[00:13:44] Jen: Yeah, I would agree, and I imagine that a lot of your international scale diplomacy work must be fraught with difficulty and negotiations and implementing change can be maybe slow and frustrating at times.

What keeps you motivated? Do you have, do you have some sort of hobby or activity that helps you reconnect with the ocean that’s surrounding where you live, to sort of help you, remind you, that you're trying to, to help and protect it. 

[00:14:14] Gosia Smieszek: Thank you, that's, that's such an excellent question, and I, and I was also glad to hear when you mentioned how sometimes slow and occasionally frustrating the process of participating or only observing international negotiations can be. I think this important to, remember here, or this is something that I always try to remind myself about the also the small steps in the right directions that we see, to kind of cherish even the small victories to remember that there is hope that we are doing some things. And even though most, if I were actions, perhaps do not really match the scale of what we need to be acting at, I think that that's, that's one thing that I always try to note for myself, but otherwise outside of work, for me, always reconnecting with nature has been incredibly important. So, that has been always also my driver to live in the Arctic, just to have a chance to live in such amazing places where contact with nature is is just given, contact with the environment.

Here, where I live now in Tromso, of course being by the sea is even a bigger part of this, but being out in nature, hiking, going to, to the mountains or earlier in Finland, spending time in forests has been always my way to wind down and recharge. That has been my way to do it, but also to remind myself sometimes of what this work is all about, why we are doing this, Why sometimes we're getting engaged in all those activities, and some of them take long, long hours. Of course, for, I think everyone on this call and listening to this, my well-recognise that, but that's also my way to remind myself of why, why we are doing that.

[00:16:18] Stefan: This we, that definition who's working in the Arctic, that's also evolving, you co-founded Women of the Arctic together with Tahnee Prior. Women of the Arctic is a non-profit, which helps raise awareness, support, and maintain a focus on women's and gender related issues in the Arctic, and the inspiration for this came from the lack of female presence at conferences and meetings surrounding Arctic issues and lack of spaces for women to talk about issues experienced by women of the Arctic. And that's indeed still characteristic of a lot of Arctic related events, that they're still very much male dominated. Why are these forms so exclusive, especially when there are so many women experts actually working in the Arctic.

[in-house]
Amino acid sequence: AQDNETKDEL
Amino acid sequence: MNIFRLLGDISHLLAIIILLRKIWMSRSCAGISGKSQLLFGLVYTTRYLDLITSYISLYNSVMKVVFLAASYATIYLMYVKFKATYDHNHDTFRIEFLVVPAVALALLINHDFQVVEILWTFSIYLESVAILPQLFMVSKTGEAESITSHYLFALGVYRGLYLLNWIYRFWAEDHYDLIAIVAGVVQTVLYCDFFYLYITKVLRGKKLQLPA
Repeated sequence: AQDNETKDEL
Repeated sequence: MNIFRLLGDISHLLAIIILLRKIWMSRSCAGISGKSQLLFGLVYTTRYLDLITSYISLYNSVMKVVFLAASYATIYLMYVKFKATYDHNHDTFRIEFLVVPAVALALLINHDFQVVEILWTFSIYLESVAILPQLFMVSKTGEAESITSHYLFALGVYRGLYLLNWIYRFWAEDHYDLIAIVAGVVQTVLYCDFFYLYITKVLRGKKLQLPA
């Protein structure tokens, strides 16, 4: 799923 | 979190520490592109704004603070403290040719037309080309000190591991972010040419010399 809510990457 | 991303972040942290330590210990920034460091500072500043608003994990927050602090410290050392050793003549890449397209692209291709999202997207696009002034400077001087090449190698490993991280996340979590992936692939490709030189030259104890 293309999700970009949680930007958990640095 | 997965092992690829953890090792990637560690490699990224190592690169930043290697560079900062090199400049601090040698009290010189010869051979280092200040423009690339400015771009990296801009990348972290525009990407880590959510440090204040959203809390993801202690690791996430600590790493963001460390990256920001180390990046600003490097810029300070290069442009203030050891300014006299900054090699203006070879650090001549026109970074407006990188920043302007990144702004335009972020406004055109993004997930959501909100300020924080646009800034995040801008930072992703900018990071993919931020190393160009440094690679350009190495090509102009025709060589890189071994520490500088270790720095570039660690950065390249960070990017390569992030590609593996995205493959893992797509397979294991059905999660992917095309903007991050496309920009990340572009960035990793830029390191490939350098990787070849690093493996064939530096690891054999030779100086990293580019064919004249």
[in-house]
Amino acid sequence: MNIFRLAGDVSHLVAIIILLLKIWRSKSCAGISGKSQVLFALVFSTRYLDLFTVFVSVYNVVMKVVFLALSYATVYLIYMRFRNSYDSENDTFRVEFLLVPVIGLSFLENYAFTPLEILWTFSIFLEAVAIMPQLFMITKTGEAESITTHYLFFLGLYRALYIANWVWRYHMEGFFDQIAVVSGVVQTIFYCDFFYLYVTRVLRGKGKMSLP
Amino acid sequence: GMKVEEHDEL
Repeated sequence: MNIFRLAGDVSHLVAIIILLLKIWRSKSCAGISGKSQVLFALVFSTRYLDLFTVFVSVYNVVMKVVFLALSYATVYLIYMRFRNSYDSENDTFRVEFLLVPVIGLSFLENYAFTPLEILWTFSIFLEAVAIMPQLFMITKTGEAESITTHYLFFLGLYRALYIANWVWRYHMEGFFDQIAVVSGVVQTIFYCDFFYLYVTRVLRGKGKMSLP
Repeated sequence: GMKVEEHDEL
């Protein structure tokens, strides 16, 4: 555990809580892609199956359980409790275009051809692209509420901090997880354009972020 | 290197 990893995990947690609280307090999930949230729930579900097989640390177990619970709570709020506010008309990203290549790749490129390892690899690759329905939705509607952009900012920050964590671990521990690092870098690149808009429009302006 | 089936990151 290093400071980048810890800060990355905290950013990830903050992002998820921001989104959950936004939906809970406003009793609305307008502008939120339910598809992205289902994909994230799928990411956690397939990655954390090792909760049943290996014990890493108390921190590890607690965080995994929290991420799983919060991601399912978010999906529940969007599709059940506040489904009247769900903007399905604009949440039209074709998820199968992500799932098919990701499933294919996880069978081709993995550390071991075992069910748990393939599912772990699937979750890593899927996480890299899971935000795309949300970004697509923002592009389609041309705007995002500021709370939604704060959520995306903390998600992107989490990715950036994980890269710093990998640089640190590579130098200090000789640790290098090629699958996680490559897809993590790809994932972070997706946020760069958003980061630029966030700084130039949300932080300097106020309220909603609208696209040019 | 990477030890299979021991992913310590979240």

[00:17:01] Gosia Smieszek: I think the answer to this questions goes really long way into, into the past, into really the history of, so to say Arctic exploration by, by Europeans, primarily, and the fact that it was mostly men who were exploring the Arctic for many different reasons.

So in this sense, we have always had the accounts of the Arctic of what the Arctic is or how people live here, provided from men's perspective. And I think this is one thing that has continued unquestioned for a very, very long time. And it was still a reflected in the practice of natural sciences, in the, in the region for a very long time, where men were largely in majority. Or course, going once more living into field work, doing field work for really extended periods of time for a long time, this has been more a domain of men than, than women.

As you mentioned, today we see this landscape, this situation vastly change. So of course there are so many women experts working in the, in the Arctic science, but also in Arctic communities, in so many positions. So of course this situation today is very, very different, and yet with Tahnee, when we began discussing the situation around the Arctic conferences, and of course, over the last decade, we have seen such a boom of Arctic events. I mean, it was not really the situation 10 years ago, but today it is pretty much every single week that you can attend Arctic event or conference. But as we were looking at that, we realized that women's voices, women's issues are often times not present in those discussions. And our assumptions was not that, that it is something being done on purpose, it's just that it is some, some form of gender blindness, just not considering that issues that we're discussing, whether those are economic developments in the region, whether we are speaking about extractive industries shipping, or how to address climate change, that in fact, those things play out very differently for women, men, but also those beyond gender binary.